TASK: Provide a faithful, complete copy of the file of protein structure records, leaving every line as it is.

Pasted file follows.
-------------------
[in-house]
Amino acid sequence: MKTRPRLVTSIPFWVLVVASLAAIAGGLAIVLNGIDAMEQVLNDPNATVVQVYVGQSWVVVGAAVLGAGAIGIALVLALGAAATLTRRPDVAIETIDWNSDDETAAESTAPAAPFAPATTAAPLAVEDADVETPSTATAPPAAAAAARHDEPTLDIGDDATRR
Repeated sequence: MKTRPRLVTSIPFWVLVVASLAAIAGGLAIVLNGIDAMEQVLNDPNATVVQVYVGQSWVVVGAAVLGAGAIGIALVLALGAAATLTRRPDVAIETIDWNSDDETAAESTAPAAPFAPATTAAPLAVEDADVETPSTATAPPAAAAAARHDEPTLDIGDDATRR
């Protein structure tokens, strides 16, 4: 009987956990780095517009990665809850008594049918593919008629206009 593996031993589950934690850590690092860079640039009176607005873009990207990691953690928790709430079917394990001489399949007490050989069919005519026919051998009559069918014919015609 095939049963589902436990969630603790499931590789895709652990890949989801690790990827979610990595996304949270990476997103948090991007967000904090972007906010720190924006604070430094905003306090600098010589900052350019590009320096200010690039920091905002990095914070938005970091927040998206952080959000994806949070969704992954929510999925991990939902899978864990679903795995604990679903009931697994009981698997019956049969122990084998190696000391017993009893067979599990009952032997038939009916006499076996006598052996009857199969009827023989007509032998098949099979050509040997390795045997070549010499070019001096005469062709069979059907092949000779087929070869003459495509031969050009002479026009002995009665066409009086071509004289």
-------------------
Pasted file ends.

[in-house]
Amino acid sequence: MKTRPRLVTSIPFWVLVVASLAAIAGGLAIVLNGIDAMEQVLNDPNATVVQVYVGQSWVVVGAAVLGAGAIGIALVLALGAAATLTRRPDVAIETIDWNSDDETAAESTAPAAPFAPATTAAPLAVEDADVETPSTATAPPAAAAAARHDEPTLDIGDDATRR
Repeated sequence: MKTRPRLVTSIPFWVLVVASLAAIAGGLAIVLNGIDAMEQVLNDPNATVVQVYVGQSWVVVGAAVLGAGAIGIALVLALGAAATLTRRPDVAIETIDWNSDDETAAESTAPAAPFAPATTAAPLAVEDADVETPSTATAPPAAAAAARHDEPTLDIGDDATRR
């Protein structure tokens, strides 16, 4: 009987956990780095517009990665809850008594049918593919008629206009 593996031993589950934690850590690092860079640039009176607005873009990207990691953690928790709430079917394990001489399949007490050989069919005519026919051998009559069918014919015609 095939049963589902436990969630603790499931590789895709652990890949989801690790990827979610990595996304949270990476997103948090991007967000904090972007906010720190924006604070430094905003306090600098010589900052350019590009320096200010690039920091905002990095914070938005970091927040998206952080959000994806949070969704992954929510999925991990939902899978864990679903795995604990679903009931697994009981698997019956049969122990084998190696000391017993009893067979599990009952032997038939009916006499076996006598052996009857199969009827023989007509032998098949099979050509040997390795045997070549010499070019001096005469062709069979059907092949000779087929070869003459495509031969050009002479026009002995009665066409009086071509004289």